It is important to recognise, however, that the current study suffers from a limitation, which was also present in most of the previous clinical studies that examined the value of CMR for the assessment of the AAR: the lack of an appropriate standard of reference. The majority of these previous reports simply compared one CMR technique against another,7 12–14 against angiographic scores10 12–14 and/or against pre-established physiological concepts.7 10 However, these are not adequate standards of reference and, thus, did not validate the CMR technique that was being tested. Limitations of angiographic scores are quite obvious due to complex cross-registration between coronary artery territories and myocardial segments. In addition, there is also an important issue related to the physiological concepts used to define the AAR. It is frequently assumed that, if a coronary artery were permanently occluded, the final infarct size/shape would be the same (or at least almost the same) as the myocardial AAR. Based on this concept, the wavefront of necrosis would progress towards the subepicardium until the entire transmural AAR was irreversibly infarcted. However, there is one fundamental aspect of the ‘coronary occlusion/myocardial injury pathophysiology’ that has often been neglected: the collateral blood flow. In practice, it is not uncommon in the clinical scenario to see a patient with a total LAD occlusion and only a small subendocardial infarct of the anterior wall with an area of peri-infarct myocardial ischaemia. This area of peri-infarct ischaemia may affect the entire territory supplied by the occluded LAD but, in some cases, the region of non-infarcted myocardium within the ‘AAR’ does not even demonstrate any signs of ischaemia. In such a situation, which would be the ‘true AAR’? Would it be the entire transmural myocardial territory supplied by the occluded coronary artery? Or should the ‘true AAR’ exclude the myocardial tissue that, despite being located within the territory of the occluded vessel, never suffered enough ischemic insult to result in myocardial necrosis due to the presence of collateral blood flow?
In theory, we could have an ‘anatomical AAR’ and a ‘functional AAR’ that possibly would have differences in size directly related to the magnitude of collateral flow. The problem is that using the ‘anatomical AAR’ instead of the ‘functional AAR’ to index salvaged myocardium would result in a higher variability and, therefore, would be problematic for evaluating a new therapy for AMI in a clinical scenario such as the one previously described. The importance of coronary collateral flow should not be minimised on the evaluation of the AAR and myocardial salvage. In practice, however, the assessment of coronary collateral blood flow is very difficult. It can only be assessed during the occlusion of the collateral-receiving artery by the measurement of intracoronary occlusive pressure or velocity derived collateral flow index, expressed as a fraction of flow during vessel patency.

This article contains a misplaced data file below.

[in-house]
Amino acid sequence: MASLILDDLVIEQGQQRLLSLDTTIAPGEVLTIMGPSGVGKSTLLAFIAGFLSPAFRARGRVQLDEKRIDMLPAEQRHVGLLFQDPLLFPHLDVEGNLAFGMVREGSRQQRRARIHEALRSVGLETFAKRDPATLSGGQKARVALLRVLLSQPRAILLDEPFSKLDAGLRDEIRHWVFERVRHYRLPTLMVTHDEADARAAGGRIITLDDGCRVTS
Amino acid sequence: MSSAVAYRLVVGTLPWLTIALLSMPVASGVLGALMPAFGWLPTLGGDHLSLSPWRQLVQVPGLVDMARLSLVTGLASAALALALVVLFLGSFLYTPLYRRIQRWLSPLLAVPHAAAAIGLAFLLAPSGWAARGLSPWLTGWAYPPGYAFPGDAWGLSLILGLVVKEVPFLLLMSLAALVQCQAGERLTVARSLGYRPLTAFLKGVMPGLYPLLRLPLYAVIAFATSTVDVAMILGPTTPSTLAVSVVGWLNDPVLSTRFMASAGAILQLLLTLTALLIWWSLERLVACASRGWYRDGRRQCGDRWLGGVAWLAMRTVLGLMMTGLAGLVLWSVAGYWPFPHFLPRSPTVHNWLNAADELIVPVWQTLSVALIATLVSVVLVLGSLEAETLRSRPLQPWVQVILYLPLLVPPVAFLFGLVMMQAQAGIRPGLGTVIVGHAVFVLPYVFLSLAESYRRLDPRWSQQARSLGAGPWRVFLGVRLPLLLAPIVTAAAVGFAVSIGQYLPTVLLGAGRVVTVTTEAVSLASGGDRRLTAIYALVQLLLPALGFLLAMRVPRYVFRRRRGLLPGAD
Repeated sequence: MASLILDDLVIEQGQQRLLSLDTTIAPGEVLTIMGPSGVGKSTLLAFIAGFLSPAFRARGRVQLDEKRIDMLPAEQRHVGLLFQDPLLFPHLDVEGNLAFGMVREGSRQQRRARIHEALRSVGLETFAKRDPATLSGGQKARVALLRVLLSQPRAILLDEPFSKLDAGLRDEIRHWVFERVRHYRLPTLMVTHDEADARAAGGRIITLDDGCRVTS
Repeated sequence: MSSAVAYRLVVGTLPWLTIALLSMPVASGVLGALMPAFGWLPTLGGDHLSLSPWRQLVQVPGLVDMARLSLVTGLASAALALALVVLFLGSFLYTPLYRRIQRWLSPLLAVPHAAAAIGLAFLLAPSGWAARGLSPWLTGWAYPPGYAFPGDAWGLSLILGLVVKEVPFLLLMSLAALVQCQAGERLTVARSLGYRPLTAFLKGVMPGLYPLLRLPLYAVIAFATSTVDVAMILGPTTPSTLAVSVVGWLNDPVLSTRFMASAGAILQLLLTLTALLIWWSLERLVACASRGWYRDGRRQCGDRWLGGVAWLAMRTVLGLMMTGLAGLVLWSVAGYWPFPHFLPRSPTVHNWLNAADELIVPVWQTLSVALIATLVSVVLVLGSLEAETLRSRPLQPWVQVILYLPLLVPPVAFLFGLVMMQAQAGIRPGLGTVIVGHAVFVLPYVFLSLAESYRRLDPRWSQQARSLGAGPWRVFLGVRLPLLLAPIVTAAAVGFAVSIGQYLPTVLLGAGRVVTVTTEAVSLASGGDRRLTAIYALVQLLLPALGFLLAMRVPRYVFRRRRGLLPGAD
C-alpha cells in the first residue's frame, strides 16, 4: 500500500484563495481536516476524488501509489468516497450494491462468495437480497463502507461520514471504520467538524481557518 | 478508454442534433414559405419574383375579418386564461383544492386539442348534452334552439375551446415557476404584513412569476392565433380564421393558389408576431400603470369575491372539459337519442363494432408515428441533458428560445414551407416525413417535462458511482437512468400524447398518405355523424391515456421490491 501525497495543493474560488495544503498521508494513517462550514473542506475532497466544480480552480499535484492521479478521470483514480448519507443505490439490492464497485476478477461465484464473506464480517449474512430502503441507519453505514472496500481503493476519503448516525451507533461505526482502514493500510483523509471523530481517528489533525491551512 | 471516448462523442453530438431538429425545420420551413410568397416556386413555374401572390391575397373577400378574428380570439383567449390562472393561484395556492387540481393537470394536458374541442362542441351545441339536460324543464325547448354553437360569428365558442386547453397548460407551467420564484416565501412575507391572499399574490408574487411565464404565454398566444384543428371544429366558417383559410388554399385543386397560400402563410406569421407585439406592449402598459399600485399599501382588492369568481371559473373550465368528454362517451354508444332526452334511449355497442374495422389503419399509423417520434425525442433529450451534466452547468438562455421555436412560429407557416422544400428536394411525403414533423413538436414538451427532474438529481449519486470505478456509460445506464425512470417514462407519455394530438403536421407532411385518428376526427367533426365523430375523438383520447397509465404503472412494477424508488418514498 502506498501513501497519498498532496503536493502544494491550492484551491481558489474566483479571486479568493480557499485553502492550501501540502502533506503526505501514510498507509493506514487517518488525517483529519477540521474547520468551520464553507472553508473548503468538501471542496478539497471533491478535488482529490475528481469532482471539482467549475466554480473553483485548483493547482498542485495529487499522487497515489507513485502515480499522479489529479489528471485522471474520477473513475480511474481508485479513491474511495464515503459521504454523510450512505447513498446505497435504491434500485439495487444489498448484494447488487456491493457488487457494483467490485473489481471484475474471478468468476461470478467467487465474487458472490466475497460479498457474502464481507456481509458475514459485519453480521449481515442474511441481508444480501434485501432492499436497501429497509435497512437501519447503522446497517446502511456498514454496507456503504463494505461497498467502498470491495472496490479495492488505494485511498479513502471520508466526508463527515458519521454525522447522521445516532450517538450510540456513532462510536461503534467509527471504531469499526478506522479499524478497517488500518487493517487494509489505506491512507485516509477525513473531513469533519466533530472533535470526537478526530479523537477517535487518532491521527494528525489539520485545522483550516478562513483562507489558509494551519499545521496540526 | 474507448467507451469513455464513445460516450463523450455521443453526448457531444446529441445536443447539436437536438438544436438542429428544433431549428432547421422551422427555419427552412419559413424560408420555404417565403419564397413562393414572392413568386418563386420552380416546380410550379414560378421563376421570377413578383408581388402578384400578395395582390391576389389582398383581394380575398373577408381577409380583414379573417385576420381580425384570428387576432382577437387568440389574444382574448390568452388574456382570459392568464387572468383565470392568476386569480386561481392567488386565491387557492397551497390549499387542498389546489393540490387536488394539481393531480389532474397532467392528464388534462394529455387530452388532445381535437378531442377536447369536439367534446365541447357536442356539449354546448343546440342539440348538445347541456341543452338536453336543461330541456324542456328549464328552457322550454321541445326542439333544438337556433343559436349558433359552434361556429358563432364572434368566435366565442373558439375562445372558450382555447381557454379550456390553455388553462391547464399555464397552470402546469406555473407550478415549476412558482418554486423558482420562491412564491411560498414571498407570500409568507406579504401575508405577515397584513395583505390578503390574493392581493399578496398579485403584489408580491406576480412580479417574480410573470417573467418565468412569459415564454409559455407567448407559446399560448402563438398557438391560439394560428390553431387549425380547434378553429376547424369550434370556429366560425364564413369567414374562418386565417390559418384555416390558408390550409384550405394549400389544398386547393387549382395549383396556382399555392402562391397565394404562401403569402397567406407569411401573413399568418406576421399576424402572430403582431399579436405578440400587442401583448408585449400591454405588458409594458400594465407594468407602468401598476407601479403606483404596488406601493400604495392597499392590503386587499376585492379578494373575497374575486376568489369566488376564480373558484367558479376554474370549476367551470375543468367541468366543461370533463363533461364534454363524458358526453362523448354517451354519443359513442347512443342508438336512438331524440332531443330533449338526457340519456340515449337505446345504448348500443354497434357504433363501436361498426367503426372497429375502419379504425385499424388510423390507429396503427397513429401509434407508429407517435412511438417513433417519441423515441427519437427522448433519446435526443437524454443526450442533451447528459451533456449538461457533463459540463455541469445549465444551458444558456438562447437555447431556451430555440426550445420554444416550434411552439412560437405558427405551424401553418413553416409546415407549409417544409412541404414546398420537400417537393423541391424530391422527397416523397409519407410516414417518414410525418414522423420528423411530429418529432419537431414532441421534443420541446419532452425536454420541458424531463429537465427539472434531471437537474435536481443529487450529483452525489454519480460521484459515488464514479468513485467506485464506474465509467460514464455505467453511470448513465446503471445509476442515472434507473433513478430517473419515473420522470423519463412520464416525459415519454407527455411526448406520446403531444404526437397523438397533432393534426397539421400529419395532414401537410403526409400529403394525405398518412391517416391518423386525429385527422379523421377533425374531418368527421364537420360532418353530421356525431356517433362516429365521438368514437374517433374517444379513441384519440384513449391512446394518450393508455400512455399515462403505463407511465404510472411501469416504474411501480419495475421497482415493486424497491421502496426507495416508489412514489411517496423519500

T2w oedema imaging is the CMR technique currently being used not only as a diagnostic tool in the clinical setting, but also as an endpoint in numerous ongoing clinical trials. However, has this technique been properly and conclusively validated? There are three small experimental animal studies that are cited as the demonstration that hyperintense regions on T2w images delineate the AAR after acute MI.4–6 However, the conclusions of these studies were based primarily on size comparisons between CMR images and pathology, and none showed any images or data directly comparing the shape and contour of the T2 abnormality with the shape and contour of the AAR as delineated by pathology. In fact, in the usual T2w images the limits between hyperintense and non-hyperintense myocardium are extremely imprecise, leading to significant difficulties for manual or automatic quantification of theses areas and also for the contour delineation that would allow comparison with other techniques and/or pathology. This might be the result of a myriad of technical pitfalls related to T2w images in the moving heart, leading to a debate even on the most basic aspect of this technique—that is, whether it does or does not accurately represent myocardial tissue oedema.11 Interestingly, there are also several small experimental studies suggesting that T2w images, in fact, delineate the areas of infarction rather than the myocardial AAR.15–17 This apparent conflicting evidence illustrates the point that, based on our current knowledge, it is still precipitate to consider CMR-based techniques ready for prime time for the assessment of the AAR after acute MI. It is true that the evidence accumulated so far has demonstrated very interesting and encouraging results. It is also true that numerous clinical studies evaluating the value of CMR for the assessment of the AAR after acute MI have been published in recent years. It is very important, however, to acknowledge that further larger and well designed validation studies are urgently needed before the quantification of the AAR by CMR can be definitively ratified. In this regard, such a study should include measurements of collateral flow, that can affect not only the infarct size but also the true area at risk, and an improved T2w image technique, such as T2 mapping. Sometimes, we need to give one step back in order to achieve two steps forward.
Competing interests None.
Provenance and peer review Commissioned; internally peer reviewed.